Those holiday reminders in the calendar should be taken seriously, and they should be leavened with common sense. Seasoned editors don’t publish their best material late on a Friday afternoon in summer when the target audience is beach-bound, just as a financial services company should hold back publishing on a bank holiday Monday. That’s just common sense; you want your content to have the maximum possible reach and impact.
More Tools Of The Trade
The editorial calendar is a must-have tool for any content marketing strategy, and one that can be adapted to varying needs. What follows are a list of additional resources for the content “newsroom” that range from nice-to-have to must-have elements of content marketing initiatives, depending on the organization and goals.
• Personas: Archetype characters represent the varying segments of a target audience.
• Keyword List: Based on search engine optimization research, this is the list of words and phrases most critical to your business, products and services when it comes to being found on the web. If you don’t have a search engine optimization expert on staff, any and everyone involved in content creation should receive foundational training in SEO and how to appropriately use keywords (and other SEO principles) in content creation.
• Brand Brief: Most organizations with a marketing department have already created this (usually one page long) description of the corporate brand.
• Style Guide (Writing): A very detailed and comprehensive set of rules and guidelines for written content. Very often, the grammar and usage portion of this guide is based on an existing, standard source such as the AP Stylebook, and adapted for the organization’s content needs. This document should also address tone, voice, and writing style. Very often, it addresses web elements, such as when a link is embedded in text, does it open a new page or redirect the user entirely?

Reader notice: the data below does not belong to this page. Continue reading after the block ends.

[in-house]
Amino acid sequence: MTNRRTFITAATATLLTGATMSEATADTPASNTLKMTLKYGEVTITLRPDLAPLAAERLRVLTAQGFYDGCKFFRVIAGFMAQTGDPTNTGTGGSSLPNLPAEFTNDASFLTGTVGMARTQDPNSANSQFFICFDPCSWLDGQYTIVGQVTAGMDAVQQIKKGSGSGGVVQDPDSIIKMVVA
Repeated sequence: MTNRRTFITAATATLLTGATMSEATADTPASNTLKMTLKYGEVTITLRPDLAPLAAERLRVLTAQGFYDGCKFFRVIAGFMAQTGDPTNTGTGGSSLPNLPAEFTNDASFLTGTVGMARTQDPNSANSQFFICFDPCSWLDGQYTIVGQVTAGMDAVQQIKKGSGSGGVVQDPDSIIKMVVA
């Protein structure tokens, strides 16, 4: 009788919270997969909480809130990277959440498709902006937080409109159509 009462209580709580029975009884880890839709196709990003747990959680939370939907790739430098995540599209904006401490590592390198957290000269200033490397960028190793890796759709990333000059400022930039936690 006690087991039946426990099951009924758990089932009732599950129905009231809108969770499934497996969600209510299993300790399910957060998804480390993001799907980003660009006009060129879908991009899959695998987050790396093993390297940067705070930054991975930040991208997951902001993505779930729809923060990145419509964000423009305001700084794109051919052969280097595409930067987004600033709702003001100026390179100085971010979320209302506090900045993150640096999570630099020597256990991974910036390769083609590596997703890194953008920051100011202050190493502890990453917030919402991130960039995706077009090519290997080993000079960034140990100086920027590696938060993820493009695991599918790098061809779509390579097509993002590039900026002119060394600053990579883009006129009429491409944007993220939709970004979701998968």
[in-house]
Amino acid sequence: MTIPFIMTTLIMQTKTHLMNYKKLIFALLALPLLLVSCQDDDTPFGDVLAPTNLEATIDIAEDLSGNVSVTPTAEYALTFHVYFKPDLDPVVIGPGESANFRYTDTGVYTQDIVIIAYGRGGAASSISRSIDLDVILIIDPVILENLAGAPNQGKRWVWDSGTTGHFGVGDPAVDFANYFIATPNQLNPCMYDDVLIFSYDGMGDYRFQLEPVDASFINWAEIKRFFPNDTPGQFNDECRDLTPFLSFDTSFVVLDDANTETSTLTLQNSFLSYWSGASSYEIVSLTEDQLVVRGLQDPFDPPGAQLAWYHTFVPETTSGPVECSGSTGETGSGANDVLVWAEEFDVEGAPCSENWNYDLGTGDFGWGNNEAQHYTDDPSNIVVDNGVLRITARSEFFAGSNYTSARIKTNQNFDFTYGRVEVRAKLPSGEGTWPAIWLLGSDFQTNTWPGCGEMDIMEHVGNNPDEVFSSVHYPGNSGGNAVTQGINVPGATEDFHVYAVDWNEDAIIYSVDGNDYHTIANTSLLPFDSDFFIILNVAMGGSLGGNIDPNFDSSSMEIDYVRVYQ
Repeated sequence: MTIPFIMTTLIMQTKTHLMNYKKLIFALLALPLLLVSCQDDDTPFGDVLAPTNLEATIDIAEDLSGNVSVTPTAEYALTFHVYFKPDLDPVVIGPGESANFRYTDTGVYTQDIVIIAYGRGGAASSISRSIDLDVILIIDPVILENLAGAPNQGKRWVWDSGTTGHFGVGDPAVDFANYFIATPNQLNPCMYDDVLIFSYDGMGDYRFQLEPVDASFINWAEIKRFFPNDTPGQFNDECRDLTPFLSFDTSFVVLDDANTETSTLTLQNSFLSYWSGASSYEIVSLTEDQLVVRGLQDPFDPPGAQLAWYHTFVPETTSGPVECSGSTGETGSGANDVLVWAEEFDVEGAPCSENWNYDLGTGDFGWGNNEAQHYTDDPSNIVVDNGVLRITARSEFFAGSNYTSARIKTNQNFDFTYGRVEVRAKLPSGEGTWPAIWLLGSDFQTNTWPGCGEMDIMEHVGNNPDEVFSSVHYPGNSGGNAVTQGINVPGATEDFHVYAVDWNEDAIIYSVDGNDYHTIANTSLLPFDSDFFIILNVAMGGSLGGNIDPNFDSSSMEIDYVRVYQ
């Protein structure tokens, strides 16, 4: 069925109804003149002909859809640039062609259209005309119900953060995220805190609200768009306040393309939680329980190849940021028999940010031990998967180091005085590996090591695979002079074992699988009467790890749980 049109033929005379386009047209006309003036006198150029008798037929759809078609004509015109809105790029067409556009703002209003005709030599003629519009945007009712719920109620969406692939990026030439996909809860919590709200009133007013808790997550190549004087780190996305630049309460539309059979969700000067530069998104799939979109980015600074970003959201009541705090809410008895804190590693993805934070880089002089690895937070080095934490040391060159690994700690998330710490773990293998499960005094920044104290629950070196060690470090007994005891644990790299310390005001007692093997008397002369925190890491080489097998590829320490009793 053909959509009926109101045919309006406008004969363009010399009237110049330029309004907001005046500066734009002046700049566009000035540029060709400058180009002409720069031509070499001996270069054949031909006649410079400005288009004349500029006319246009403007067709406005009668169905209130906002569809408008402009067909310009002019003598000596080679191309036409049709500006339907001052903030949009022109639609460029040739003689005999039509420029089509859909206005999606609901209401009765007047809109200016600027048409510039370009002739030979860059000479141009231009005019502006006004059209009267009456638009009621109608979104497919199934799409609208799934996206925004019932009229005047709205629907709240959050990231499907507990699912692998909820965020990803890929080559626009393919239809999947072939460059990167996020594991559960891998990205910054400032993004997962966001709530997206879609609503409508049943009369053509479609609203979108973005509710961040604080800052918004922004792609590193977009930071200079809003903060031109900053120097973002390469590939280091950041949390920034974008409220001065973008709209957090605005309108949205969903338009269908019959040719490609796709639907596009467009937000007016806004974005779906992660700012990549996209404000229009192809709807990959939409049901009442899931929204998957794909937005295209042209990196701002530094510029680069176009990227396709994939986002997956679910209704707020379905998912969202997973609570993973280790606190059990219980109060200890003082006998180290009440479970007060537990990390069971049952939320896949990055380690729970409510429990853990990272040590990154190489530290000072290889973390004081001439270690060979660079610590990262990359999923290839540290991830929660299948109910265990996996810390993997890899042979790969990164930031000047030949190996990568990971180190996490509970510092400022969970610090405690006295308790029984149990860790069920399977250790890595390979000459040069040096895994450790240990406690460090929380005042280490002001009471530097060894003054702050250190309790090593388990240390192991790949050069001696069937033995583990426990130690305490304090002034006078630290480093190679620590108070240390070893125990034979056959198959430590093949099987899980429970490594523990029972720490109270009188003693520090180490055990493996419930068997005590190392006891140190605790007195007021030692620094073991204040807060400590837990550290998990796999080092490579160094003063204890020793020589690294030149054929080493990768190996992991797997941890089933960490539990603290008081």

• Style Guide (Design): The visual counterpart to the writing style guide, a design style guide is a comprehensive set of rules and guidelines for visual design. It should outline proper usage (and, when necessary, how to attribute credit for) photos, images, embedding videos, fonts and color schemes. Issues this document should address include, for example, when an image is posted to the blog should it be justified right, left or center? How much white space should surround it, top and bottom? Do all images require captions?
• Editing Guidelines: A checklist to ensure that editors (and in many cases, copy editors) are thorough to ensure high quality content. It’s the editors’ job to uphold all the style guide requirements, of course. Editors are also responsible for fact-checking, ascertaining that submitted content is original, validating hyperlinks, proofing images to ensure they’re properly labeled and tagged and a variety of other critical housekeeping tasks.
• Graphics Repository: A collection of ready-to-use images such as logos, executive portraits and product shots the content team can easily find and deploy. Depending on needs, you may also want to make multimedia material available in the manner, as well.
• Submission Brief: An outline of expectations and concepts (often accompanied by a visual template) for outside or occasional content contributors. You’ll be glad you have this once you’ve explained, in detail, how to submit an article to your blog or your newsletter for the twelfth consecutive time!
• Maintenance Plan: This can be either a calendar or more general scheduling guidelines for removing and/or archiving outdated content, as well as assigning that responsibility to someone on the team.